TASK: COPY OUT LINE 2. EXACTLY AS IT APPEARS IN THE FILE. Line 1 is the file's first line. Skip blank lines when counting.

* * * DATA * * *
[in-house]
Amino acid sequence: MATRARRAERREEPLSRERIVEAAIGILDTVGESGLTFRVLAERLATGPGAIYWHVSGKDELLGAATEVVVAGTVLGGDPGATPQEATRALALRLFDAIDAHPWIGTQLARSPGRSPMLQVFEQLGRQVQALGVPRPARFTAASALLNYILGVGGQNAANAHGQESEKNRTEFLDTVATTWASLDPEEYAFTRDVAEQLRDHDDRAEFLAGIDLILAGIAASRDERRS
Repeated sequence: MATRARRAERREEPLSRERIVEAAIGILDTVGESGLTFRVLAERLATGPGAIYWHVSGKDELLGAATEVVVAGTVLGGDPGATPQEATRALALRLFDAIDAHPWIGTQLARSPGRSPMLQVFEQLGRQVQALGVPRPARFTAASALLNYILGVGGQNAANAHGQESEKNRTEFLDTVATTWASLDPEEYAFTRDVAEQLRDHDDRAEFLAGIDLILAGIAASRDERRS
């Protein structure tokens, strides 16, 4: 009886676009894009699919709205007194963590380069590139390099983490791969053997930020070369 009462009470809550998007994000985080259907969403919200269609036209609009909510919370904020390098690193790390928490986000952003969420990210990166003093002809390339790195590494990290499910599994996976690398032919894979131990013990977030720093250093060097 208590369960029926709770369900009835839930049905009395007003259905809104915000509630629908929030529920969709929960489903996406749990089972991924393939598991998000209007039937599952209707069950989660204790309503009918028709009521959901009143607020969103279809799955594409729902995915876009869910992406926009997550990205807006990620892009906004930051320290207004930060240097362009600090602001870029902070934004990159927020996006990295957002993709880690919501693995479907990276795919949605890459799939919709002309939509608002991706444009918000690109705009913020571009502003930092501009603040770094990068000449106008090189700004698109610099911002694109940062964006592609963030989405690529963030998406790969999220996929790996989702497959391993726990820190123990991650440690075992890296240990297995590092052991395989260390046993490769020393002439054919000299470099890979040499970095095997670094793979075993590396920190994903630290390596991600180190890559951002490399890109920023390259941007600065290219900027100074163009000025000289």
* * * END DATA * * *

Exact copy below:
Amino acid sequence: MATRARRAERREEPLSRERIVEAAIGILDTVGESGLTFRVLAERLATGPGAIYWHVSGKDELLGAATEVVVAGTVLGGDPGATPQEATRALALRLFDAIDAHPWIGTQLARSPGRSPMLQVFEQLGRQVQALGVPRPARFTAASALLNYILGVGGQNAANAHGQESEKNRTEFLDTVATTWASLDPEEYAFTRDVAEQLRDHDDRAEFLAGIDLILAGIAASRDERRS